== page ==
Latest Research on Vaping and Health: Are e-Cigarettes Safe?
By Space Coast Daily // February 5, 2019
The safety of e-cigarettes and their effect on our health is a debate which has been raging essentially since their introduction onto the commercial market in the mid-2000s.
As a relatively new product there remains a level of caution and even fear among consumers about the potential long-term health effects from vaping. In reality, it is too early to truly know the long-term health effects of these products.
As new studies are being conducted into e-cigarettes, we are building a clearer picture of the impacts of vaping on our health. Let’s take a look at the latest research on the subject and what it tells us.
Vaping Is Much Healthier Than Smoking
In 2015, Public Health England, a UK Government Agency, released a report which showed that vaping was 95% less harmful to health compared to smoking cigarettes or using other tobacco products such as chewing tobacco. The following year, the prestigious Royal College of Physicians released a review which supported these claims.
The peer-reviewed journal the Annals of Internal Medicine published a study in 2017 compared the levels of toxins and carcinogens present in smokers, with former smokers who switched to vaping.
The researchers found that the former smokers who had switched to vaping at least 6 months prior tested for significantly lower levels of the harmful substances in their saliva and urine. This included a 97% reduction in the levels of the toxic chemical NNAL.
There seems little doubt that vaping is much safer than smoking. After all, smoking cigarettes has been shown to have some alarming health impacts, including dramatic increases in the likelihood of developing at least 14 types of cancer, as well as chronic health conditions including heart disease and stroke.
Concerns remain over the long-term health effects of vaping, as these products simply haven’t been the market long enough for us to see these manifest. However, scientist have stressed that there are no proven long-term health effects of vaping, such as in this report from the US National Academy of Sciences, despite some of the hype to the contrary.
Vaping Helps Smokers Quit
Over recent years, a number of researchers have released findings which support the use of e-cigarettes to help smokers quit their cigarette habit. Additionally, health bodies such as the National Health Service in the UK have recommended vaping as part of treatment to quit smoking.
Just last month, a study was published in the New England Journal of Medicine which examined the results from adults who attended the UK National Health Service looking to quit smoking. The study involved a total of 886 participants, which were randomly divided into two groups.
The first group was given nicotine-replacement products of their choice (which could include product combinations), while the second group was given an e-cigarette starter pack. The study found that the group who received e-cigarettes were twice as likely to abstain from smoking for 12 months compared to the group given nicotine-replacement products.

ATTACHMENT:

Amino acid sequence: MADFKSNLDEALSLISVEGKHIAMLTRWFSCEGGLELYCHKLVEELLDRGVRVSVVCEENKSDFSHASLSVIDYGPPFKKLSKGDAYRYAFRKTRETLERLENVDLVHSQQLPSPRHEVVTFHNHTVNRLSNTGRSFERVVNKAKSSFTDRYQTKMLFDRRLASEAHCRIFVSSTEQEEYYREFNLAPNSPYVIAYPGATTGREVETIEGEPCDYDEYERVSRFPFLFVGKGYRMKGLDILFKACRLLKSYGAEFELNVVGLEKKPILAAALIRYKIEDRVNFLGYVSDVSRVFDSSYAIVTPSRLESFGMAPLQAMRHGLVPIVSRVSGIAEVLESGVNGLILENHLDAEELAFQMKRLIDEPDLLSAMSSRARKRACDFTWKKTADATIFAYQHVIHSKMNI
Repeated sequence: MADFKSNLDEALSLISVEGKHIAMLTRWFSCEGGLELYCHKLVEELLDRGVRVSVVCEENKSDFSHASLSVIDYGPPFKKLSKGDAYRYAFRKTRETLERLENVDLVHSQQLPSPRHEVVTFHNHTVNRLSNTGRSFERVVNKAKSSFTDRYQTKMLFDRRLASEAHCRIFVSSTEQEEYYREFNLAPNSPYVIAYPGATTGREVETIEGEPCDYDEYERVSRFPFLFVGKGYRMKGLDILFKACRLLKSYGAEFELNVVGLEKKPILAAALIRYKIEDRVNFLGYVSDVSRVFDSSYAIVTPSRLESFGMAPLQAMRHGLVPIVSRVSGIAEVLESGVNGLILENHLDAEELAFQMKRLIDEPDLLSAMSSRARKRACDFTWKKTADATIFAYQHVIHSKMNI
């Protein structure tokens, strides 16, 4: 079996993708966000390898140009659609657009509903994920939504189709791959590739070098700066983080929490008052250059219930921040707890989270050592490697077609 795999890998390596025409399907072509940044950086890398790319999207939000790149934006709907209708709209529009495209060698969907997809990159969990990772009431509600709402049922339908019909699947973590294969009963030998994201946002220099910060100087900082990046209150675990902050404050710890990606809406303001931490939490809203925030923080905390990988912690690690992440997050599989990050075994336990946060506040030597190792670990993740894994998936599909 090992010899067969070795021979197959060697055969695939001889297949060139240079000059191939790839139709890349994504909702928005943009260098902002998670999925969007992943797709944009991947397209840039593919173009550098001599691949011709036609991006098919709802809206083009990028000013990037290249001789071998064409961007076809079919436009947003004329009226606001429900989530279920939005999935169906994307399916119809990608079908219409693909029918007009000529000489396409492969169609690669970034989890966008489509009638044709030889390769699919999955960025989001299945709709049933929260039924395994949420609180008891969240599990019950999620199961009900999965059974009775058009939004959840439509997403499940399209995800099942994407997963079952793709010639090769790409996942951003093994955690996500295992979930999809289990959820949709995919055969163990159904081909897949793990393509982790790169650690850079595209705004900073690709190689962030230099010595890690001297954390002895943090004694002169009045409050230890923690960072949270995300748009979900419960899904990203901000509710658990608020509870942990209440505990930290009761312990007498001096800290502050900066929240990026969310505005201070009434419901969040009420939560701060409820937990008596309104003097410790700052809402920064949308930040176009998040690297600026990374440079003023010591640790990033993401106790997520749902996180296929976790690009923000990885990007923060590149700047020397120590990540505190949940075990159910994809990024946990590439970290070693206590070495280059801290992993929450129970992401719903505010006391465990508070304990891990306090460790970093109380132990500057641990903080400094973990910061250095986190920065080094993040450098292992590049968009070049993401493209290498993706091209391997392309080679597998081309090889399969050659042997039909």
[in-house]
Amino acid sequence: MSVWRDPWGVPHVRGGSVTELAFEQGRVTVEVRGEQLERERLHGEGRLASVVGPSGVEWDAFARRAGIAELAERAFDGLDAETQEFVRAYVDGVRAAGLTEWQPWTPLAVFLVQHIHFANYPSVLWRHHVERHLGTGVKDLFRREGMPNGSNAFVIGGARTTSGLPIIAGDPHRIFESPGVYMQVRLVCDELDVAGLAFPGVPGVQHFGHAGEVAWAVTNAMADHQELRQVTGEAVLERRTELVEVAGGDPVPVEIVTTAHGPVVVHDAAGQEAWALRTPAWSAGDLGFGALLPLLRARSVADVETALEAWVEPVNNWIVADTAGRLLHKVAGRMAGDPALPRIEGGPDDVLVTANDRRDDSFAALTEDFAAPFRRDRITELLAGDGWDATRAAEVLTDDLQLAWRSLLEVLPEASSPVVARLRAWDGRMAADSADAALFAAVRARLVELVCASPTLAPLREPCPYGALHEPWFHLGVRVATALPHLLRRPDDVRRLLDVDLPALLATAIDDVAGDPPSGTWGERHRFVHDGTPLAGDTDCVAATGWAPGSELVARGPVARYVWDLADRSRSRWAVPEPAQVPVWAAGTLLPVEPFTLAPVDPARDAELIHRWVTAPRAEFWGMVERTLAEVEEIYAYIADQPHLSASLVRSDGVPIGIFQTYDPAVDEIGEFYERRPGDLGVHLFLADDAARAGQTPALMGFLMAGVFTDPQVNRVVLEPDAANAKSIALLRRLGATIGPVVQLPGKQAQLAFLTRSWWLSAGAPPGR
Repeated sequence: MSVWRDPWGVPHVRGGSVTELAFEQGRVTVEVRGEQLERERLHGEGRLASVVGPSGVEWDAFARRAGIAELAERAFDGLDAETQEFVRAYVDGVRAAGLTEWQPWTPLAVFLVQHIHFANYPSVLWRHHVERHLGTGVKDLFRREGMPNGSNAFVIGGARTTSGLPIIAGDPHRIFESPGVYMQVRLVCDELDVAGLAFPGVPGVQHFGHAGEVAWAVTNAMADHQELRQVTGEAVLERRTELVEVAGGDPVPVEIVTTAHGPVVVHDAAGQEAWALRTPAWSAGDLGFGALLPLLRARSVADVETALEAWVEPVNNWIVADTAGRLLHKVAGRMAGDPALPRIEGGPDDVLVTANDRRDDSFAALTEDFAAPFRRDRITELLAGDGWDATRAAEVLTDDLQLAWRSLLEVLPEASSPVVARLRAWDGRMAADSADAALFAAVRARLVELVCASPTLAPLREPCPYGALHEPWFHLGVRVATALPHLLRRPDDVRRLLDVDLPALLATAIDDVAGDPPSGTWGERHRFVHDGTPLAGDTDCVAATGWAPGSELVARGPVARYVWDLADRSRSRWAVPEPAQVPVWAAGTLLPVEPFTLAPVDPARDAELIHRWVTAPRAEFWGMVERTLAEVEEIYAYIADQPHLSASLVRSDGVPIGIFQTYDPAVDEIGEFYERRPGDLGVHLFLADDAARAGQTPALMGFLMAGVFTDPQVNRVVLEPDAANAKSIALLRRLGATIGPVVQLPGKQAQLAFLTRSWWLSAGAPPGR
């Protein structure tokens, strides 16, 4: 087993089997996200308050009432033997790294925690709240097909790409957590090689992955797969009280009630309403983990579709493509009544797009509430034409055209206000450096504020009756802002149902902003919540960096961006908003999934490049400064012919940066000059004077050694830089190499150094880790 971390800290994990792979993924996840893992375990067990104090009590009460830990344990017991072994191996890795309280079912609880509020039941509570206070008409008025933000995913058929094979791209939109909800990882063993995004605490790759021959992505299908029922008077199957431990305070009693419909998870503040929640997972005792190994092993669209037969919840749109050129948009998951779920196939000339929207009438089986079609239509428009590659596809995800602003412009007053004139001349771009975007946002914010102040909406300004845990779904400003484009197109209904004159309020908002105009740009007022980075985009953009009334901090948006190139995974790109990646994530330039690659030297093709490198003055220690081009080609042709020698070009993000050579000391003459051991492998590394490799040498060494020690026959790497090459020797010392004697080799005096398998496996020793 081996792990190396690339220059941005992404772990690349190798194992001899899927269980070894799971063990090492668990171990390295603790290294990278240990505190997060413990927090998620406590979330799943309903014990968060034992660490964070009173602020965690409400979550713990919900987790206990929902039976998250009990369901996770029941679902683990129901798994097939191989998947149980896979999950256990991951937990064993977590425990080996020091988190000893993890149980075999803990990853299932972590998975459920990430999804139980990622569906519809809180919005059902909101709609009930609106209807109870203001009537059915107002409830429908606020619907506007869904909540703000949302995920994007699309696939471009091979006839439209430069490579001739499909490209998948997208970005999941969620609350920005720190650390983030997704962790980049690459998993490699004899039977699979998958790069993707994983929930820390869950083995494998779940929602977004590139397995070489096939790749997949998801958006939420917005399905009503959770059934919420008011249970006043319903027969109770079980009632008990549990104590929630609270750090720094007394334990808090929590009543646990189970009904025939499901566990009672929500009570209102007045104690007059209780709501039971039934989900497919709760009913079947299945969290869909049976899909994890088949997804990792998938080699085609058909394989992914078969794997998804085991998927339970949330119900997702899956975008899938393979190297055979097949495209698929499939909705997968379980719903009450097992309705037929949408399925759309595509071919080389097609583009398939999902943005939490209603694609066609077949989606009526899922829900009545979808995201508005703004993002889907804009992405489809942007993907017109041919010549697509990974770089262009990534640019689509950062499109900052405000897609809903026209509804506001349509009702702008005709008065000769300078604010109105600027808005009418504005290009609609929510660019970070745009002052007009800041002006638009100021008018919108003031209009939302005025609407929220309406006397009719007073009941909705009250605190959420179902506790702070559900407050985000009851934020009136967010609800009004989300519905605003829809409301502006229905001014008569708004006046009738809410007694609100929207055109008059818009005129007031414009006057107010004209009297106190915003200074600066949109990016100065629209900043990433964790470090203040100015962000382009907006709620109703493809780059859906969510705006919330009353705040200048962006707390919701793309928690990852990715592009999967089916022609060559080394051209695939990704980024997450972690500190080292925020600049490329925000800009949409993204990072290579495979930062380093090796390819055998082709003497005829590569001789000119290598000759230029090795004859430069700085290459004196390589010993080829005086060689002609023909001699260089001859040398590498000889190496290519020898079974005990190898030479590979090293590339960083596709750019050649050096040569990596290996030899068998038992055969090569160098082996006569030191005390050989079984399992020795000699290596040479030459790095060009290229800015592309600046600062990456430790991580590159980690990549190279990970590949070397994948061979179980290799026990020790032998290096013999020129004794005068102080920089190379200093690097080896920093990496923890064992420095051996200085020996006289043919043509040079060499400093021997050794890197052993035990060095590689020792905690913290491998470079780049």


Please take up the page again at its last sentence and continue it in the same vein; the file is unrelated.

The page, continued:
Some have expressed a concern that using vaping to quit cigarette smoking simply replaces one habit with another. However, because e-liquids come in varying nicotine strengths, smokers can use these to gradually step down and eventually eliminate their nicotine intake.
There are even some e-liquids available with zero nicotine content. If you want to use vaping to quit smoking, a vape calculator will help you to control your nicotine intake and eventually kick the habit.
The added advantage of swapping from smoking to vaping is that although e-cigarettes contain nicotine they do not contain the harmful and carcinogenic chemicals that are found in tobacco.
This means that when smokers switch to vaping they will immediately begin to experience the health benefits associated with quitting, such as improvements in lung health, better circulation and higher oxygen levels in the blood, and lower risk of cancer.
E-Cigarettes Are a Risk For Teens
Concerns over the vaping risks for teenagers have received much attention in the media recently, which has been reflected in a number of scientific studies. One of the major worries expressed by concerned groups is that teens may start to vape, and this could lead to them smoking cigarettes later.
Figures show that around 37% of US high school seniors vaped in 2018, despite vaping being illegal for those under 18 years of age. Additionally, health experts have warned that teens who are unlikely to start smoking cigarettes may begin an e-cigarette habit, leading to nicotine addiction.
However, despite the fears, there is little evidence that this will lead to tobacco addiction. In fact, a review published in late 2018 showed that e-cigarettes actually reduce the incidence of use of tobacco-based products amongst teenagers.
Nevertheless, the US Government has introduced stricter controls on the sale and packaging of e-cigarettes, e-liquids and accessories in order to prevent their purchase and use by minors.
The leading US vape company Pax Juul has even indicated they are working on technology which will require age verification for customers to be able to use their products. Regulations are also in effect in the UK and Europe to deter the sale of vaping equipment to those under 18.
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